Moonlight cast long shadows, creating a black and silver scene. Trees took on sinister shapes, and a sudden breeze made an old yew tree creak. The owl hooted from his perch in the bell-tower, causing Oric’s neck hairs to stand on end.

     An urge to relieve himself overtook Ichtheus. While he fumbled with all his extra clothing, Oric and Parzifal sloped off around a bend in the pathway.  Ichtheus was in full-stream when the pair reappeared, running as if chased by demons. Oric crashed into his master, and bowled him over. Unable to turn off his tap in time, Ichtheus pissed copiously into one of his boots.

      “Damn your eyes, boy!” Ichtheus staggered to his feet, “What in heaven’s name are you about?” He shook his foot. “You blithering fool … look what you have caused me to do.” He set his wet boot on the ground, and was disgusted to hear it squelch.  

      Oric’s voice rose from hoarse whispers to high squeaks of sheer terror. He grabbed Ichtheus by the arms. “Master!  Master! I saw it. Her! The thing!”

     “What thing, boy? What THING?” Ichtheus shouted and shook Oric as if he were a rag doll.

    “The witch! You remember! The one we talked about with Nathaniel. That old hag that was burned! I saw her around the corner,” Oric pointed a shaking finger. “She is there, I tell you. All of a quiver and a dither, she smiled and beckoned to me.”

     “What rubbish, boy!” Filled with nettle wine, mead, and bravado, Ichtheus strode down the path to investigate.

     Parzifal loped alongside, rumbling with growls. Feeling less brave by the minute, Ichtheus rounded the bole of a giant oak-tree.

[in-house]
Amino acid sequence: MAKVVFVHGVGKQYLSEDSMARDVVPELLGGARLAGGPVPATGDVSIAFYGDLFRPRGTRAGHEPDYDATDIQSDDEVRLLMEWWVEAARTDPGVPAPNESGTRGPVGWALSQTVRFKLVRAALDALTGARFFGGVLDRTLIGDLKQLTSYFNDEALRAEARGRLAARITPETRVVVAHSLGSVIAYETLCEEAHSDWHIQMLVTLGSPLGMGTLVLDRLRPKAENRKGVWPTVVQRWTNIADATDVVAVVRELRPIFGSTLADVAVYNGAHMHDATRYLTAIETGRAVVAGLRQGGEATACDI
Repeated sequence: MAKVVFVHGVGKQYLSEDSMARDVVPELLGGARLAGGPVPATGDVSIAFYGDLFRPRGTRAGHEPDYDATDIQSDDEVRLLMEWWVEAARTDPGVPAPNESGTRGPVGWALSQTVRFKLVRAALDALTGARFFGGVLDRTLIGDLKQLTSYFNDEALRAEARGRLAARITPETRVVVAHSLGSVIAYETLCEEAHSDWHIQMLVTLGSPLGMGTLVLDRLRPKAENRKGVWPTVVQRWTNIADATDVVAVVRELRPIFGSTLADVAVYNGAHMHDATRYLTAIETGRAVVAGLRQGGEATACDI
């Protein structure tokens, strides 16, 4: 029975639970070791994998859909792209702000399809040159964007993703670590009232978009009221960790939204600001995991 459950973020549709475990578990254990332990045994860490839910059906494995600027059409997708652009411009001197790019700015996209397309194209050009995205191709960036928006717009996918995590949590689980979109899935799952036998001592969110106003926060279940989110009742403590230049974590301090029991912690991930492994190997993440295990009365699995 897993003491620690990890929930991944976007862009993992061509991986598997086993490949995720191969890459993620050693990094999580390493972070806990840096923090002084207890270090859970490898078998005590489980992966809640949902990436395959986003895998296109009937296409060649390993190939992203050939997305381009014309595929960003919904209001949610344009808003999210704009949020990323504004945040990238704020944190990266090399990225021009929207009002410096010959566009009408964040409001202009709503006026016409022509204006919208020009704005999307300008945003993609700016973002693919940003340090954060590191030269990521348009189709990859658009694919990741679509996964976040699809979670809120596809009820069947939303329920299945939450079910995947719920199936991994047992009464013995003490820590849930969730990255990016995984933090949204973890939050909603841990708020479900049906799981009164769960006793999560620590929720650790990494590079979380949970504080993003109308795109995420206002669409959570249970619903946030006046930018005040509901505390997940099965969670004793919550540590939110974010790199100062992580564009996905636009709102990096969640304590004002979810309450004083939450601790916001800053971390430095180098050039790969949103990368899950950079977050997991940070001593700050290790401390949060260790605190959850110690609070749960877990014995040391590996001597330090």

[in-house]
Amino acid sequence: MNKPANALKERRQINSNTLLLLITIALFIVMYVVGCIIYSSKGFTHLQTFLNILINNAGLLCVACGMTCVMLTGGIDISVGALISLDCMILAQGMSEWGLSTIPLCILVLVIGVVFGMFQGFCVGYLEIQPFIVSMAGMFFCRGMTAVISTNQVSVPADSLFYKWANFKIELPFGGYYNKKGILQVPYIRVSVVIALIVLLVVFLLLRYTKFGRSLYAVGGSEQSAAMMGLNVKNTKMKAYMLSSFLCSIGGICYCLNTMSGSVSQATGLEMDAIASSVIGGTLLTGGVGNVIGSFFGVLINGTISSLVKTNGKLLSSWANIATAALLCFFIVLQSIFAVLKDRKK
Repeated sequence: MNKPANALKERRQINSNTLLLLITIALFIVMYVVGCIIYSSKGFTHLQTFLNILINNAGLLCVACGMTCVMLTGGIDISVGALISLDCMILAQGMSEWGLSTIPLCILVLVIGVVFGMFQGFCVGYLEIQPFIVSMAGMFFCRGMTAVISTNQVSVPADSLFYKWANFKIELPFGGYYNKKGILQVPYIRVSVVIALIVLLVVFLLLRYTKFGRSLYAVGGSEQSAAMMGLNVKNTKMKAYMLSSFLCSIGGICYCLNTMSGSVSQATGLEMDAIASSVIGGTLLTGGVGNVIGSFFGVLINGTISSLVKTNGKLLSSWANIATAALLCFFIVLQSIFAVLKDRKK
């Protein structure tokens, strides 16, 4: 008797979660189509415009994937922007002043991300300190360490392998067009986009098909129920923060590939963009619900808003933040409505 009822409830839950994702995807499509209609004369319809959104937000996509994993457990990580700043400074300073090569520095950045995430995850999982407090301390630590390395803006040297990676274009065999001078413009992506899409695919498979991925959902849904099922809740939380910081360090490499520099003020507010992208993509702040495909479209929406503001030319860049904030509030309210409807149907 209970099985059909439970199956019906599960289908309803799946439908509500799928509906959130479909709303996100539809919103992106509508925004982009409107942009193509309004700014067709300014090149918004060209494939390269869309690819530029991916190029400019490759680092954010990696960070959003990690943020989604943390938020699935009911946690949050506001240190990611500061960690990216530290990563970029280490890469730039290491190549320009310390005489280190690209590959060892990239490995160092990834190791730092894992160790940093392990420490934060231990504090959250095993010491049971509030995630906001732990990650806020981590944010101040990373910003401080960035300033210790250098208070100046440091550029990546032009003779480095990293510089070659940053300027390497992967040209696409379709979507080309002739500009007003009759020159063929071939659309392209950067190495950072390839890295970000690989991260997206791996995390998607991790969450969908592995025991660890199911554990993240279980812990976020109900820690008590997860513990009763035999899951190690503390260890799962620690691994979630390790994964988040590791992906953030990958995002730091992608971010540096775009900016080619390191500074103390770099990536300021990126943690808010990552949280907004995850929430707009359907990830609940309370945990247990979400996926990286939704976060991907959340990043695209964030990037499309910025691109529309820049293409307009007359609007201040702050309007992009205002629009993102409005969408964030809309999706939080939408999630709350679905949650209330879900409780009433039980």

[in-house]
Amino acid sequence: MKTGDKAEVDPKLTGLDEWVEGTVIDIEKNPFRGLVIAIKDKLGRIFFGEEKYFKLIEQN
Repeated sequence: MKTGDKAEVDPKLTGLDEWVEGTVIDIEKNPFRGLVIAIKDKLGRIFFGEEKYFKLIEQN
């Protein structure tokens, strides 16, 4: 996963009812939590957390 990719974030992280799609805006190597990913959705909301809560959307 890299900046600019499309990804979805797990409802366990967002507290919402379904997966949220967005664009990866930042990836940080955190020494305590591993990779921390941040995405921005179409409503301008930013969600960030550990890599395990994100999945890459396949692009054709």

“Oh, my sainted aunt!” he gasped, his bravado deflated like a pig’s bladder pricked by a dagger. He seized Parzifal’s collar and huddled into the oak’s dark shadow. Summoning every ounce of his courage, he took another peek around the tree trunk.

     Not more than twenty strides away an old woman sat upon a rickety cart. She dithered and beckoned, just as Oric had described. Something was in the trees, too. Pallid, disembodied faces floated about as if imbued with a life of their own.

     Prickled from head to foot with gooseflesh, Ichtheus lost his nerve. He turned and fled on liquid legs towards the churchyard gate. Parzifal chased after his master. Now horribly sober, Ichtheus stopped at the gate to make sure the apparitions did not follow. He tried to catch his breath and slow his racing heart. It would never do to let Oric see him in this state. Oh, dear, no! The lad would never allow him to live it down.

     Oric was hiding in a ditch.  

     “Get out of there, boy! There is nothing to be afraid of,” Ichtheus bluffed in his boldest voice. “The ghost you saw is naught but a trick of the moonlight. However, to spare you further distress, we shall traverse the churchyard’s outer wall instead of cutting across the middle.”

     The sight of his master’s rigid face stilled Oric’s tongue, but he did not believe a word Ichtheus said.

     They galloped around the churchyard’s perimeter. Only when they had gained the cover of the overgrown footpath did they slow their pace. Not a word passed between them until they arrived back at Bayersby Manor.

     Still shaken, Oric bid his master a subdued goodnight and crawled, fully clothed, into his inglenook corner.      

     Ichtheus removed his boots and dropped thankfully onto his truckle bed, but he took a long time to fall asleep.




Mirth was not something the Horzefell family indulged in very often, but at this moment Rastus and Hersica were shaking with unrestrained glee.

     “Did you see the silly old fool?” Hersica screeched. “And did you ever hear such a racket? Trying to sing … hah! They sounded like tomcats from hell.” Tears ran down her lined cheeks and made tracks in the dirt. “I scared the apothecary witless, beckoning to him from yon barrow, like as not he lost control of his bowels with fright!”